Entering Consumer Detox

"What I want," Lydia implored, "is for you to make me stop wanting the next summer fashion collection."

She was a young—early 20s, maybe—serious-minded Christian desperate for freedom from the shopping-mad culture all around.

I know how Lydia feels.

"Buy me!" screams the book on Amazon. "Dive in!" calls the beach
from paradise on the travel advert. And the more subtle stuff, too: I
desire films to help me to relax; I desire a car so I’m not restricted
in my options; I desire food because—well, because it’s just food. And
yet all the time the "holy" guilt inside my head screams, "Desire is
bad."

 

So what did I say to Lydia?

"No."

I said no. I can’t stop her from desiring.

Why not? Because it’s impossible. In fact, it’s undesirable. God
made you to desire. God is a desiring being. He desires you, for
starters. And He made you in His image. So desire is part of who you
are, and it can’t be switched off.

So … desire is good? Not exactly. Our addiction to stuff has
unhealthy side effects. It doesn’t truly satisfy—we have nearly three
times as much stuff as our grandparents, but on average we’re no happier
than they were. It’s not good for the planet. And it tends to make us
just that much more self-obsessed.

The problem isn’t the fact that we desire—it’s what we desire. "Why
are you working so hard and worrying so much about stuff that just isn’t
going to last?" Jesus asked. Don’t stop desiring; desire the Kingdom.
Seek that and everything else worth having will come with the bargain
(Luke 12:29-34). If there’s nothing at stake, our hearts are not
engaged. If we’re not risking anything real, our desire isn’t going to
follow. In other words, where your treasure is, there your heart will
be.

Christianity has been called a personal relationship or a religion
of the heart. But the heart is just where consumerism wants your faith
to stay. It’s a well-worked deal: Let God have your heart and consumer
society will effortlessly take up the rest—your politics, your
relationships, your finances, your fears, your habits and your
imagination. Whether your Christianity is megazealous enthusiasm or
chilled-out faith tourism, consumerism doesn’t care. As long as your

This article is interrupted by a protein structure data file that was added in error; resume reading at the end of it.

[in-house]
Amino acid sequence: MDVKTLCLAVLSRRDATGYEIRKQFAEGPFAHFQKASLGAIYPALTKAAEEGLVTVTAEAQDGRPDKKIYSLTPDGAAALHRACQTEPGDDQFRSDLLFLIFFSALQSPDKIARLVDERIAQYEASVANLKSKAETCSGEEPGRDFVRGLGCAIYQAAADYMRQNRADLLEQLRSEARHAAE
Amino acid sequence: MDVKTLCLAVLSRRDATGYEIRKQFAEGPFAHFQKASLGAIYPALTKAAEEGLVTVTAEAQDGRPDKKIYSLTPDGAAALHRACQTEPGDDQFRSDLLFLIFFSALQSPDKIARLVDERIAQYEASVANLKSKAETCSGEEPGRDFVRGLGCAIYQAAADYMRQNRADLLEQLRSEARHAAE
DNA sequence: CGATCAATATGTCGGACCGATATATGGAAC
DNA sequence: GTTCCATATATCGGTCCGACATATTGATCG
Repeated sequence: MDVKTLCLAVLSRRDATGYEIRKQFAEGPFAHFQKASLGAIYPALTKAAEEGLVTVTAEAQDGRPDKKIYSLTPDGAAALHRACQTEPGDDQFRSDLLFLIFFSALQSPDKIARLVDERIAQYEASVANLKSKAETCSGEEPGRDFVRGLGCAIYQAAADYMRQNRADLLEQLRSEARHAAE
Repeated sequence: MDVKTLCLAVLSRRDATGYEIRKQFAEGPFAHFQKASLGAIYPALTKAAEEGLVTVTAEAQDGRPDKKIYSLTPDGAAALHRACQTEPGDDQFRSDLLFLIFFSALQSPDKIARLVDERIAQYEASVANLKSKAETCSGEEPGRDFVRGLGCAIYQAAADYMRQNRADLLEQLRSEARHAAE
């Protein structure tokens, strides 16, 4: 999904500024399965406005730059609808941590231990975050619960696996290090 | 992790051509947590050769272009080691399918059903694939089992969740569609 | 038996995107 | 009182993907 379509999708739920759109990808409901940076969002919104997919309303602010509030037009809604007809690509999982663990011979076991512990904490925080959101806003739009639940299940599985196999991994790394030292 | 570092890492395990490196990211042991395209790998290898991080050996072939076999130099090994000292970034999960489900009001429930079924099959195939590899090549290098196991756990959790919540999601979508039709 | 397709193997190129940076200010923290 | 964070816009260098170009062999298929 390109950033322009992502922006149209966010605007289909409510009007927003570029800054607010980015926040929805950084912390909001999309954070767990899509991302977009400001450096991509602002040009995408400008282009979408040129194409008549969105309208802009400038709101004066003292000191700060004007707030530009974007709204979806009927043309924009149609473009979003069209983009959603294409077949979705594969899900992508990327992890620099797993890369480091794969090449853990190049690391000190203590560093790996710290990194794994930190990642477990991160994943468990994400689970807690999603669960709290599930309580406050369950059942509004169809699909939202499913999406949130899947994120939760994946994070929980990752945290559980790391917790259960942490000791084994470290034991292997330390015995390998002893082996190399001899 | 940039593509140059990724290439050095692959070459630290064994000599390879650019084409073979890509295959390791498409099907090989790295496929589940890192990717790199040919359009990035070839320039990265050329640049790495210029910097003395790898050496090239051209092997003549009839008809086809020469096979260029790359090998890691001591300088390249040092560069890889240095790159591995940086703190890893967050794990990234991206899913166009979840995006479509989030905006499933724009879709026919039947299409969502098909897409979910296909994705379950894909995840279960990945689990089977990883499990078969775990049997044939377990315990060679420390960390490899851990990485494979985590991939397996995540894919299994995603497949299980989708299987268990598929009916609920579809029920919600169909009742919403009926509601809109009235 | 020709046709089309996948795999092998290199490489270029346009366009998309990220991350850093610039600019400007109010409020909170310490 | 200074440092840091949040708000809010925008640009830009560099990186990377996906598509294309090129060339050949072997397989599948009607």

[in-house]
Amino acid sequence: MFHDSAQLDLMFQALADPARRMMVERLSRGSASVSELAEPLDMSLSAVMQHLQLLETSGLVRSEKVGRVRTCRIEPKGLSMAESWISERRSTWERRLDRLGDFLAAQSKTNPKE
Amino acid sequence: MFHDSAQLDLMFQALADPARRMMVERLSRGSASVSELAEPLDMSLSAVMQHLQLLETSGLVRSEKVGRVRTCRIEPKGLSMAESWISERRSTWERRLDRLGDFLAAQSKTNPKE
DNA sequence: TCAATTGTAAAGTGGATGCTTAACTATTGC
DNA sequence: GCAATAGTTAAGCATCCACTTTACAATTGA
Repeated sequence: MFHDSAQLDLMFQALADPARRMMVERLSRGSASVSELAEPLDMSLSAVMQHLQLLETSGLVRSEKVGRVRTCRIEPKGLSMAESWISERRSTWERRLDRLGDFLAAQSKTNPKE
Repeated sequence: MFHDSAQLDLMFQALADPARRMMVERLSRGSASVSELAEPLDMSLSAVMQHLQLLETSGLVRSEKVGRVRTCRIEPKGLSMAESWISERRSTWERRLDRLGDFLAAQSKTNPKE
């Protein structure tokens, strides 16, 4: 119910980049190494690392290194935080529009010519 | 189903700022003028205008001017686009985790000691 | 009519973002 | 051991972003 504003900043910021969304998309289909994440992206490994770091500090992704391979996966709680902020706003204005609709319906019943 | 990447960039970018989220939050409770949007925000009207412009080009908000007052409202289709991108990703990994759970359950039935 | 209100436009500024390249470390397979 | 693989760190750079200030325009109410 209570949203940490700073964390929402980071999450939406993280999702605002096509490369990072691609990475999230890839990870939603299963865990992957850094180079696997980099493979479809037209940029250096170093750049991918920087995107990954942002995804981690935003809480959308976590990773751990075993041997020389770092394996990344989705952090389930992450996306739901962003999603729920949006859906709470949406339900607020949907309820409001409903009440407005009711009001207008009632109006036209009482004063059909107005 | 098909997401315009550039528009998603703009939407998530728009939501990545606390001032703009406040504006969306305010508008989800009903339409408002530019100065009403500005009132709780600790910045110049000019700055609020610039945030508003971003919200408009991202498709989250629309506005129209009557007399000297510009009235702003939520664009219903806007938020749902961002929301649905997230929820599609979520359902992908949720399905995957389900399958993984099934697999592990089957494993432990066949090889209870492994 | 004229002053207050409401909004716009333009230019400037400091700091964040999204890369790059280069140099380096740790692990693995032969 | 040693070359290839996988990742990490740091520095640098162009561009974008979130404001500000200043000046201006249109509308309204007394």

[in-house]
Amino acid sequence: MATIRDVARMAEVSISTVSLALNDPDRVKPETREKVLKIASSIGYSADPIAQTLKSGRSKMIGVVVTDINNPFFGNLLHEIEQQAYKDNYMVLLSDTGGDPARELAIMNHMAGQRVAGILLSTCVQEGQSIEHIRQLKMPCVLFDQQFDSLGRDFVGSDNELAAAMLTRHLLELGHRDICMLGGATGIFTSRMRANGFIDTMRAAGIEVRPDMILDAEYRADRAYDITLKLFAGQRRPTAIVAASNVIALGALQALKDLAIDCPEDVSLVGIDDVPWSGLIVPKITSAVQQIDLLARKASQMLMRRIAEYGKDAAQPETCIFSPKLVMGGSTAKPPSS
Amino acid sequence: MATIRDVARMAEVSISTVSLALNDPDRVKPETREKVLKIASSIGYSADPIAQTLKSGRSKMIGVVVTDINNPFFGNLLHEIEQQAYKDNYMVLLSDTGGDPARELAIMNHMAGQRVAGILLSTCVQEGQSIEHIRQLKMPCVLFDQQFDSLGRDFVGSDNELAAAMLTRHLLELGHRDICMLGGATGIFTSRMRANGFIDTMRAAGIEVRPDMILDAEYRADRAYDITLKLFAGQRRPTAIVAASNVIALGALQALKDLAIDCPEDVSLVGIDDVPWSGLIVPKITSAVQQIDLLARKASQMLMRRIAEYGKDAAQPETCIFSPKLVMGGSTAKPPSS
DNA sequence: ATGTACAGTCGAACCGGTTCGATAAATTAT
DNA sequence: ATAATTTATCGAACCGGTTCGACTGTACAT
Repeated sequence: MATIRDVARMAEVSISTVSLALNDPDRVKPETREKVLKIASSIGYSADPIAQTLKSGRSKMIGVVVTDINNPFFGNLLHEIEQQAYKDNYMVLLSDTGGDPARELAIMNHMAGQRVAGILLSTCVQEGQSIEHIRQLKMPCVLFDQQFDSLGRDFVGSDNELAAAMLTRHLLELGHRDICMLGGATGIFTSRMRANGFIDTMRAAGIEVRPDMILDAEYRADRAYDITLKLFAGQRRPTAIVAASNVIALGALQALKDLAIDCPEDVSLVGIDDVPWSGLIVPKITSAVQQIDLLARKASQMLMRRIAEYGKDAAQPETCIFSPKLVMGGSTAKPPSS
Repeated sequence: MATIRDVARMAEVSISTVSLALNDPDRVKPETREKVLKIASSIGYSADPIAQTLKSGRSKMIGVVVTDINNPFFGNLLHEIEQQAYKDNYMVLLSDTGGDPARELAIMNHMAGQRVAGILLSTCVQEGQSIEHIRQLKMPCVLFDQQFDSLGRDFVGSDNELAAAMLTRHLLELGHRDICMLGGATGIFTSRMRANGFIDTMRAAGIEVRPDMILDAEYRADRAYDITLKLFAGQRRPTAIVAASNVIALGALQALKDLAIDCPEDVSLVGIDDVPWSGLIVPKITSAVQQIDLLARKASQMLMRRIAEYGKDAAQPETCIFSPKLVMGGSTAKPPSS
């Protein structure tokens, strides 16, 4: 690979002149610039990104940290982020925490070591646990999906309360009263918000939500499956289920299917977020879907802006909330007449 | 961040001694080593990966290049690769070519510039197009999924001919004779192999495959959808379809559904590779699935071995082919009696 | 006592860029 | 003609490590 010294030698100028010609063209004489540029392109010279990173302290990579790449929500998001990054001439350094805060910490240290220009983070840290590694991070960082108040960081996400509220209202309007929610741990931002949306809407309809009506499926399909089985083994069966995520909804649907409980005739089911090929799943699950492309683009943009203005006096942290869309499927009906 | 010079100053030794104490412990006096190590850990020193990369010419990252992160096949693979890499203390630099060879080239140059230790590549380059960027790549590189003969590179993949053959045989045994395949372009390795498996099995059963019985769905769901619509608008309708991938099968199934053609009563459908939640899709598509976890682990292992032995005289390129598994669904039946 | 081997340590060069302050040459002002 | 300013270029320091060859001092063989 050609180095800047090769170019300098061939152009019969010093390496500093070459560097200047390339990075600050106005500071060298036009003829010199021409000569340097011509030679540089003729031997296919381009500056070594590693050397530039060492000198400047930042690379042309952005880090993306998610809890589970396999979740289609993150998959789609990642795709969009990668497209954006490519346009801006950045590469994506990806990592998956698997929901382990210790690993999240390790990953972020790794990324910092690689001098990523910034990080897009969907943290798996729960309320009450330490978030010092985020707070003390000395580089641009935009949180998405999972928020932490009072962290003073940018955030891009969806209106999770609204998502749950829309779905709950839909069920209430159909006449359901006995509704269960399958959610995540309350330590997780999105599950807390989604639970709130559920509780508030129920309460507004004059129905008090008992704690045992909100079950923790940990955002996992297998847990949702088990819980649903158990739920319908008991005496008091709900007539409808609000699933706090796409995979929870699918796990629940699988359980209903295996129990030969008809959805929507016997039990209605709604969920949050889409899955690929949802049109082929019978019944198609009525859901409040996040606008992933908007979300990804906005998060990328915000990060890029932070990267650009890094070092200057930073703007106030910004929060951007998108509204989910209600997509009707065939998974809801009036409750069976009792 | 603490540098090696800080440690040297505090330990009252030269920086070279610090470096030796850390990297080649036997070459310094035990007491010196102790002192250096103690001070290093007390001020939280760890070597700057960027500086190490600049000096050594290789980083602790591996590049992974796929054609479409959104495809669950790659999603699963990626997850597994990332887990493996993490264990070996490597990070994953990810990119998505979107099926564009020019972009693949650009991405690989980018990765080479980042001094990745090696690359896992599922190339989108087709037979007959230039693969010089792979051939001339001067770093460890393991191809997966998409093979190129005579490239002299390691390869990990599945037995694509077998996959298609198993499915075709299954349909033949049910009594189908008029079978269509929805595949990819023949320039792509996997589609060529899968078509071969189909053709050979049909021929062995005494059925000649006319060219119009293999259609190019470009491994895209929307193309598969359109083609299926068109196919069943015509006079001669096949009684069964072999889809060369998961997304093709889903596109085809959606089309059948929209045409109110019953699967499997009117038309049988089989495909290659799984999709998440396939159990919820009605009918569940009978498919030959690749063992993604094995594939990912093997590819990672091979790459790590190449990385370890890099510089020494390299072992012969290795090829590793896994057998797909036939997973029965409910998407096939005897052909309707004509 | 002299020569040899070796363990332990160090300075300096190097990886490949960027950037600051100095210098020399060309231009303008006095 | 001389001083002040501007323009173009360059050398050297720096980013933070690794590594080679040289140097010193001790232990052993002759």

faith stays in your heart.

But Jesus wasn’t interested in this kind of deal. He deliberately
calls people to act in ways that evoke their desire; He calls out their
heart by summoning them to action. He invites them to put their treasure
where they want their heart to be.

James K. A. Smith describes this tellingly in his book Desiring the Kingdom.
He writes that some practices are "identity-forming" in that they "get
hold of our core desire." For instance, we may not feel that our
shopping habits, film viewing and web surfing affect us that deeply, but
all the while they are "grabbing hold of hearts and capturing
imaginations, shaping our love and desire and actually forming us in
powerful ways." To be a follower of Christ is to be on a journey where
heart and life and possessions all get pulled along in the direction of
the Kingdom.

So what kind of habits can reshape our desires? There are many:
Sabbath worship with all our soul and strength; sharing life with other
Christians; practical action for the poor, and many more. But Jesus did
prescribe one particular habit to remake the desires of would-be
disciples with plenty of stuff to their name: sell your possessions.

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In fact, in Luke’s Gospel. every time someone increases their
possessions, it coincides with moving away from the Kingdom. Bigger
barns, new fields, new oxen—it didn’t matter what it was; their hearts
were just following their newly acquired stuff. But to His followers,
Jesus said "sell your possessions" and "those of you who do not give up
everything you have cannot be my disciples" (Luke 12:33 and 14:33).

There’s no point turning this into a new law—our response should be
Spirit-inspired, grace-filled and creatively unique. But this is
definitely a call to action. So what could that possibly look like?

Idea one: sell your possessions. Call me a fundamentalist, but why
don’t we actually try what Jesus said? A few years back, I realized I
had never sold anything to give the money to the poor. So I decided to
make a sale—my high-tech keyboard. I can’t say it didn’t hurt, but I was
amazed at how freeing it was. And four years later, in answer to a
prayer, God gave us a piano for free. So sell something. Go crazy-sell
two things.

Idea two: change tracks. A friend of mine did this. He was a
successful management consultant in London, a bright guy with a bright
future. But it turns out he was on a different track. At first it was
just that he had an older car than most colleagues. Then he started
sharing his budget with friends as a way of being accountable. Before
long he negotiated a four-day week so he could serve his local church.
Little steps, one thing at a time, but God was remaking the shape of his
life. And where is he now? In Pakistan with his wife and kids helping
to start microfinance initiatives.

It’s not the destination that counts, though. It’s the journey—the
willingness to let the Kingdom change your desire, your habits and even
the shape of your life. It begins with the smallest of steps, but where
it will lead you, who can say?

Mark Powley is the author of Consumer Detox (Zondervan. 2011 . © Mark Powley), from which this article is adapted. Used with permission. From the August/September 2011 issue of Neue magazine.

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